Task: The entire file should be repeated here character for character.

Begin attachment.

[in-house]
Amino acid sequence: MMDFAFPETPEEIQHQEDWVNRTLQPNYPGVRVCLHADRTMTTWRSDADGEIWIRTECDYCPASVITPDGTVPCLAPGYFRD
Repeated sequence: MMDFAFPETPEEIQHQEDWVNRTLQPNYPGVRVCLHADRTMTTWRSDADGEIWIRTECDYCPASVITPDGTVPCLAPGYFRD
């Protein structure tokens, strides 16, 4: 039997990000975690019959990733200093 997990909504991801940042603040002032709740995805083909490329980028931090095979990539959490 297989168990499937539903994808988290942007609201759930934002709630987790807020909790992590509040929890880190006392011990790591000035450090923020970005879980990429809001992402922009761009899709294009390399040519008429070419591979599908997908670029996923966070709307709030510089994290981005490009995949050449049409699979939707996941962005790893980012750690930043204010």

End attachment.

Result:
[in-house]
Amino acid sequence: MMDFAFPETPEEIQHQEDWVNRTLQPNYPGVRVCLHADRTMTTWRSDADGEIWIRTECDYCPASVITPDGTVPCLAPGYFRD
Repeated sequence: MMDFAFPETPEEIQHQEDWVNRTLQPNYPGVRVCLHADRTMTTWRSDADGEIWIRTECDYCPASVITPDGTVPCLAPGYFRD
């Protein structure tokens, strides 16, 4: 039997990000975690019959990733200093 997990909504991801940042603040002032709740995805083909490329980028931090095979990539959490 297989168990499937539903994808988290942007609201759930934002709630987790807020909790992590509040929890880190006392011990790591000035450090923020970005879980990429809001992402922009761009899709294009390399040519008429070419591979599908997908670029996923966070709307709030510089994290981005490009995949050449049409699979939707996941962005790893980012750690930043204010």